• collated international best-practice approaches to intersectionality in gender-sensitive placemaking
  • collated online training materials
  • delivered three training overviews for feedback from an expert panel of metro and regional councils
  • prepared online training material for Monash University’s learning platform.

What did the research find?

The public sector expert panel provided feedback on the training. Feedback commended: 

  • the practical and multi-strategy tools of the course
  • learning to ‘walk in the shoes’ of others and not plan only from a technical point of view
  • the opportunity for reflection in the course
  • applying a gender lens across a broad council cohort
  • the commitment to better design of safe spaces for women 
  • meeting Gender Equality Act requirements in applying gender impact assessments
  • the use of live projects with opportunities to create change while building understanding.

The expert panel found the training would benefit defined entities by:

  • empowering organisations to use a gender lens and meet community needs
  • making a gender-sensitive design lens the norm
  • ensuring a multi-strategy approach to safety for women and gender-diverse people
  • giving cross-council teams the opportunity to collaborate through the course.


  • Public spaces and infrastructure must meet the needs of the whole community. Local and state government should use holistic approaches to planning.
  • State and local government should provide leadership in inclusive placemaking.
  • Increase the understanding of a gender lens to increase understanding of gender equality.
  • Prioritise women’s diverse experiences and uses when planning and designing public places. 
  • Support online learning on gender-sensitive and inclusive placemaking for individuals, teams and organisations. 
  • Gender-Sensitive Training for Inclusive Placemaking can help prevent gender-based violence in public spaces.

Read the full report 

Gender-sensitive training for safe and inclusive communities: A pilot for transformative placemaking in the public sector
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Citing this research

Kalms et al., ‘Gender-sensitive training for safe and inclusive communities: A pilot for transformative placemaking in the public sector’, Monash University, 2022 


How defined entities can achieve gender equality for Culturally Diverse Women in the Victorian Public Sector – Mind Tribes and the Victorian Multicultural Commission

This research explored practical approaches to break down barriers in the workplace for culturally and linguistically diverse women.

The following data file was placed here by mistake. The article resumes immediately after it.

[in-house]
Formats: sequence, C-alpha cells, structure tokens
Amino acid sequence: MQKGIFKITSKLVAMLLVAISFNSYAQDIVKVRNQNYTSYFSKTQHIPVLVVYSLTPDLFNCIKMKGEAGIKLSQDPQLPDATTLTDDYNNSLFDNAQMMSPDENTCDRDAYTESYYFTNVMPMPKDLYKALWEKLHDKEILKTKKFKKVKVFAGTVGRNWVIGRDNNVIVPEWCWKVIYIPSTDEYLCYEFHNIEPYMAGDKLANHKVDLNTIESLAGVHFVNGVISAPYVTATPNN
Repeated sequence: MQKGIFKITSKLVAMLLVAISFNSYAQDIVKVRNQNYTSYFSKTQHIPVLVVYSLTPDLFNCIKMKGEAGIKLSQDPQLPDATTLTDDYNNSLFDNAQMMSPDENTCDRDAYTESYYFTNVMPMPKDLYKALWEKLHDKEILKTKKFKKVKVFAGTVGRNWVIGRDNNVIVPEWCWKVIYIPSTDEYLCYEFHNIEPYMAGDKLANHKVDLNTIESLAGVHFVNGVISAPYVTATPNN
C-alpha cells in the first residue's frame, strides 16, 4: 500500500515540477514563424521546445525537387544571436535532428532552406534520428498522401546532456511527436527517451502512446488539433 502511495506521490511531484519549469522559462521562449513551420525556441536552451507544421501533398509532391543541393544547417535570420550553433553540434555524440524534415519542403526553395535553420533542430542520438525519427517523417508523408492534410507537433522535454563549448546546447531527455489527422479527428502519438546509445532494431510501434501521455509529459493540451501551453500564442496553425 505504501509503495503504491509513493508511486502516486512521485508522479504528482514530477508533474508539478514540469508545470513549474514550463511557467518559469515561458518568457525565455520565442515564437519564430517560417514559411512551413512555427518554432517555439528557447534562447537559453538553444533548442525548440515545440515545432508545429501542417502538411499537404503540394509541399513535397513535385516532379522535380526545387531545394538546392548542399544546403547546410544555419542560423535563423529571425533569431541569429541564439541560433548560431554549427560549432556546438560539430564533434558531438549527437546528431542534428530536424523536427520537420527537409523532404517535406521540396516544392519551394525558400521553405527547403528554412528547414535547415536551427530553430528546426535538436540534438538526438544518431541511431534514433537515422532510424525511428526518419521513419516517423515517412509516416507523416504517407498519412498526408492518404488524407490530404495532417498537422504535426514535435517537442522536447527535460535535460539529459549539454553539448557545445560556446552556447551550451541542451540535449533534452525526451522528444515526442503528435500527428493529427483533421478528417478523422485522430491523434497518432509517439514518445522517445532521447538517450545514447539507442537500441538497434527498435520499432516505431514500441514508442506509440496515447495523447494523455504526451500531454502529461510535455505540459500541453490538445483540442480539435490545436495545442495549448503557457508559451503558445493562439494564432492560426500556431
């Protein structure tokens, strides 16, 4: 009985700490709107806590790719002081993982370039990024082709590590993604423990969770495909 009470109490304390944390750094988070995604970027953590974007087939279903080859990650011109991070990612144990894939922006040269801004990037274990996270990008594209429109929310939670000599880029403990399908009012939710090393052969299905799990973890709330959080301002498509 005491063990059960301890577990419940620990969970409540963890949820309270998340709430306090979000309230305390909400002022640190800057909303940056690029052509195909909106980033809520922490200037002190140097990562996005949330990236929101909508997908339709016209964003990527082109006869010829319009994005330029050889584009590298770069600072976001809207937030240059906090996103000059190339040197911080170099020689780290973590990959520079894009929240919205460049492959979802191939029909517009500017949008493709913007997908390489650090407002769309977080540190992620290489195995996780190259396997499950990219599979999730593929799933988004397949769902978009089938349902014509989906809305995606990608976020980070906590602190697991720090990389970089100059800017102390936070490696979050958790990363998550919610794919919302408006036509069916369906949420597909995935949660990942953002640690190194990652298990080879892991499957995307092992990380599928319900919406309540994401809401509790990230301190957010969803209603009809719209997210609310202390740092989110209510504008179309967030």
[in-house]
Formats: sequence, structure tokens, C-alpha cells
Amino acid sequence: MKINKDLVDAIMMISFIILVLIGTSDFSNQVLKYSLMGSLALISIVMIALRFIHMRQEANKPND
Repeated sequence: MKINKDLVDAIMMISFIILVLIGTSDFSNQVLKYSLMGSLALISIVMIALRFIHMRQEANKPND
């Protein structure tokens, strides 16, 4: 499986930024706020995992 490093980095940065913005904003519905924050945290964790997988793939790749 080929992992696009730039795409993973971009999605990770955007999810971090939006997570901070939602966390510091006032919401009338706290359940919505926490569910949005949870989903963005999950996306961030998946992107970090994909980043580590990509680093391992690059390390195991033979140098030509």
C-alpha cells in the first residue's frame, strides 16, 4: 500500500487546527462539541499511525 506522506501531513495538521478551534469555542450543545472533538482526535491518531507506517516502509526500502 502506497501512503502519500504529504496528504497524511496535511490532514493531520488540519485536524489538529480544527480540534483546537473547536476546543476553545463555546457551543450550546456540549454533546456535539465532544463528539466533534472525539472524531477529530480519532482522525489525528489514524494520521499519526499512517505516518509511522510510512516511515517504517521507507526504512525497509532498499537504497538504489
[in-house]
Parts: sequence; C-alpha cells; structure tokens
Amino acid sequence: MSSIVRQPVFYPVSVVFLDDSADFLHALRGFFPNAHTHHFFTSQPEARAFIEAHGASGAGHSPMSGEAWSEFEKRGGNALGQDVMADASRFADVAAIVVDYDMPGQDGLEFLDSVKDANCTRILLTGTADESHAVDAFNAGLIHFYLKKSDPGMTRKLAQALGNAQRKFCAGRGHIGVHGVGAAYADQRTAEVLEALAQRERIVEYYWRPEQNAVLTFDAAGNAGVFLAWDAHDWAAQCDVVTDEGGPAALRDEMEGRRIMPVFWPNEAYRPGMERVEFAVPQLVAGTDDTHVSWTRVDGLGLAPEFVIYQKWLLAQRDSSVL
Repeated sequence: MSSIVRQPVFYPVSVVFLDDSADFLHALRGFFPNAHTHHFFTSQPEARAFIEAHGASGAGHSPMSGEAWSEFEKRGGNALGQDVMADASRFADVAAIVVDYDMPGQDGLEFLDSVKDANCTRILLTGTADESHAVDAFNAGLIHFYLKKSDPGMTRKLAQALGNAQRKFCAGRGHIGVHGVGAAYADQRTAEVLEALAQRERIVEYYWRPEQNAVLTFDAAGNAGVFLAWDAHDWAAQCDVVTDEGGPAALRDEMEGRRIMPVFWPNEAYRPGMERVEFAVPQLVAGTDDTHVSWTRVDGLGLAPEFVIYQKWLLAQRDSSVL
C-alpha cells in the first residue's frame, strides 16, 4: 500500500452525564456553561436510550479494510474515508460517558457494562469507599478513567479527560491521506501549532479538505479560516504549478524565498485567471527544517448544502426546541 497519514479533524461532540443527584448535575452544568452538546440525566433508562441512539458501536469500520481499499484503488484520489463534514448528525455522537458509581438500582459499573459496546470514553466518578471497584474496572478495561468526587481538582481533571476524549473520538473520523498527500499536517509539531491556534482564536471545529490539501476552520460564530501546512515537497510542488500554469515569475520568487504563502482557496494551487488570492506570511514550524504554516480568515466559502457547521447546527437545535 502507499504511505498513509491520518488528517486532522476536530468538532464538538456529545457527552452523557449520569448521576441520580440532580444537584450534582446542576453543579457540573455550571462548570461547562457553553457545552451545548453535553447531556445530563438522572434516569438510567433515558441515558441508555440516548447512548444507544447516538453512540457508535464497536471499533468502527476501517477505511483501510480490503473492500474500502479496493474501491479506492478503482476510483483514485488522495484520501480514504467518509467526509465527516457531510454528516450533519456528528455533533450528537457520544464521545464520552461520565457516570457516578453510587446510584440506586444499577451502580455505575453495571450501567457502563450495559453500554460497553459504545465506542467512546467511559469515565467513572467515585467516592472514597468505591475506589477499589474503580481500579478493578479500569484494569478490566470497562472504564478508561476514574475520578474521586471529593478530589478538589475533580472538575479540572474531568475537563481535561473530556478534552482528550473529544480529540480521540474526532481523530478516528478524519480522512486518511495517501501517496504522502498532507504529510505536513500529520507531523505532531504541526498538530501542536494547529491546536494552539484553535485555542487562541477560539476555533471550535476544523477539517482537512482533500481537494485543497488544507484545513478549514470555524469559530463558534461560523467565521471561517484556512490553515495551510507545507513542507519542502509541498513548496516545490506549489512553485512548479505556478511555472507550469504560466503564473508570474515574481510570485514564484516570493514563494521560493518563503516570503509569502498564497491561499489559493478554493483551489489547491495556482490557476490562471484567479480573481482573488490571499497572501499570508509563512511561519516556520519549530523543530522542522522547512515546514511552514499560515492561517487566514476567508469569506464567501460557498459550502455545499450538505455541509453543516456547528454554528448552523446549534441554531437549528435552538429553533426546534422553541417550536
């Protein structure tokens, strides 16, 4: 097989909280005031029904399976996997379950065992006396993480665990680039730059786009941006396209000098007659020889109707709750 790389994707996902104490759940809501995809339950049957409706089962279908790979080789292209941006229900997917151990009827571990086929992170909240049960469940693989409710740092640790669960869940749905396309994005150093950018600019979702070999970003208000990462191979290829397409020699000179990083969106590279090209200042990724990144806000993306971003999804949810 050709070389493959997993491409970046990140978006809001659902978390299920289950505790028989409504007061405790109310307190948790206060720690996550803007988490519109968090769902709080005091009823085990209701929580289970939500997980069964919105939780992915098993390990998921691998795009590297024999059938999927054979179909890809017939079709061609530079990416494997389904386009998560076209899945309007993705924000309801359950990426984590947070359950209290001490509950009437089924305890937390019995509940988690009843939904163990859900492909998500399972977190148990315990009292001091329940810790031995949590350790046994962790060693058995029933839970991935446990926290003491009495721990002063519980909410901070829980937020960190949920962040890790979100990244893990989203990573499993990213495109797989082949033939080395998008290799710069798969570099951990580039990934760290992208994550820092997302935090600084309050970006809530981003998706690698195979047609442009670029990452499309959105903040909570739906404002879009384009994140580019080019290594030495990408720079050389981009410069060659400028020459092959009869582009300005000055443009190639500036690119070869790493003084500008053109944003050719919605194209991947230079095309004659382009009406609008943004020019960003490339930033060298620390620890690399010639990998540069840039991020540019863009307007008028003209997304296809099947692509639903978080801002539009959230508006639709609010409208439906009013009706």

The research team

The Victorian Multicultural Commission and Mind Tribes partnered on this research.

Project sponsors - Victorian Multicultural Commission:

  • Vivienne Nguyen
  • Celia Tran

Researchers - Mind Tribes:

  • Vick Pillay
  • Prabha Jayasinghe
  • Amy Light

How was the research conducted?

The study used qualitative research, beginning with a literature review. It then interviewed researchers, practitioners and members of the Victorian Public Service (VPS). The Victorian Multicultural Commission provided input throughout the project.

What did the research find?

Culturally and linguistically diverse (CALD) women face intersecting barriers at work.

The primary causes of these barriers are:

  • systemic – racism, sexism, tokenism, stereotypes and biases
  • organisational – devaluation of skills and experiences, pigeonholing, lack of support networks
  • personal – lack of confidence and language barriers.

Many organisations intend to create inclusion through diversity, equity and inclusion initiatives. But most initiatives occur in isolation and are not reflected in organisational goals or systems. Initiatives often focus on individual assimilation into existing structures, instead of changing structures.

Most organisations lack metrics to measure the experiences of CALD women.

The research found three main gaps in approaches to supporting CALD women in the workplace. These are the need to:

  • view initiatives through an intersectional lens and fix systemic barriers that cause inequality
  • align diversity, equity and inclusion goals to organisational strategies and measure progress
  • create initiatives targeting top-down change that create a trickle-down effect.


Organisations must take a holistic approach that includes systemic, organisational and individual change.

They should set metrics and targets to ensure accountability for progress.

Organisations should review their policies to ensure they are free of discrimination.

Leadership must lead change through active advocacy and sponsorship for CALD women.

The framework

The researchers developed a framework to help organisations to break down barriers for CALD women.

It includes a model, which provides high-level guidance. The model has 6 levels that organisations can use as a benchmark as they plan and measure progress. It starts at Level 0 (entry level) and ends at Level 5 (inclusive, diverse organisation).